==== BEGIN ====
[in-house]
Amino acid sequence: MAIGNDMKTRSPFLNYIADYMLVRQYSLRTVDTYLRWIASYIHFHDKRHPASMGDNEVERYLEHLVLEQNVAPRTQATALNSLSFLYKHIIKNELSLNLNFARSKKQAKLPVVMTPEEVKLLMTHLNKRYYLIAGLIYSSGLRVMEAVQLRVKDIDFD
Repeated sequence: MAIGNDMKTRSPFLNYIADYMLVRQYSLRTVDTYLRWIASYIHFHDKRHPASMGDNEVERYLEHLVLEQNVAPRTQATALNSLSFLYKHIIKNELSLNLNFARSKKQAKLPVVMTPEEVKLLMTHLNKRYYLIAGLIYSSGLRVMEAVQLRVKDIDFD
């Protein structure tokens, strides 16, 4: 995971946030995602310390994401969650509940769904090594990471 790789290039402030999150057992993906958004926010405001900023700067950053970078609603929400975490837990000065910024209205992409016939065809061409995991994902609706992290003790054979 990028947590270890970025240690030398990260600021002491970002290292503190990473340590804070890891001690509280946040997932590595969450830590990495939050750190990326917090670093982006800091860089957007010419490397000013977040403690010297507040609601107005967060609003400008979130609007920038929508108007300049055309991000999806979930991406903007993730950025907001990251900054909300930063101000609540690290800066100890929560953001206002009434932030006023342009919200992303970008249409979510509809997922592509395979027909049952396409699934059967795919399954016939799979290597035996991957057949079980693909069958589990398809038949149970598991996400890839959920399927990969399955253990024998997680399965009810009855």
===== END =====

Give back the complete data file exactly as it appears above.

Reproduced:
[in-house]
Amino acid sequence: MAIGNDMKTRSPFLNYIADYMLVRQYSLRTVDTYLRWIASYIHFHDKRHPASMGDNEVERYLEHLVLEQNVAPRTQATALNSLSFLYKHIIKNELSLNLNFARSKKQAKLPVVMTPEEVKLLMTHLNKRYYLIAGLIYSSGLRVMEAVQLRVKDIDFD
Repeated sequence: MAIGNDMKTRSPFLNYIADYMLVRQYSLRTVDTYLRWIASYIHFHDKRHPASMGDNEVERYLEHLVLEQNVAPRTQATALNSLSFLYKHIIKNELSLNLNFARSKKQAKLPVVMTPEEVKLLMTHLNKRYYLIAGLIYSSGLRVMEAVQLRVKDIDFD
């Protein structure tokens, strides 16, 4: 995971946030995602310390994401969650509940769904090594990471 790789290039402030999150057992993906958004926010405001900023700067950053970078609603929400975490837990000065910024209205992409016939065809061409995991994902609706992290003790054979 990028947590270890970025240690030398990260600021002491970002290292503190990473340590804070890891001690509280946040997932590595969450830590990495939050750190990326917090670093982006800091860089957007010419490397000013977040403690010297507040609601107005967060609003400008979130609007920038929508108007300049055309991000999806979930991406903007993730950025907001990251900054909300930063101000609540690290800066100890929560953001206002009434932030006023342009919200992303970008249409979510509809997922592509395979027909049952396409699934059967795919399954016939799979290597035996991957057949079980693909069958589990398809038949149970598991996400890839959920399927990969399955253990024998997680399965009810009855």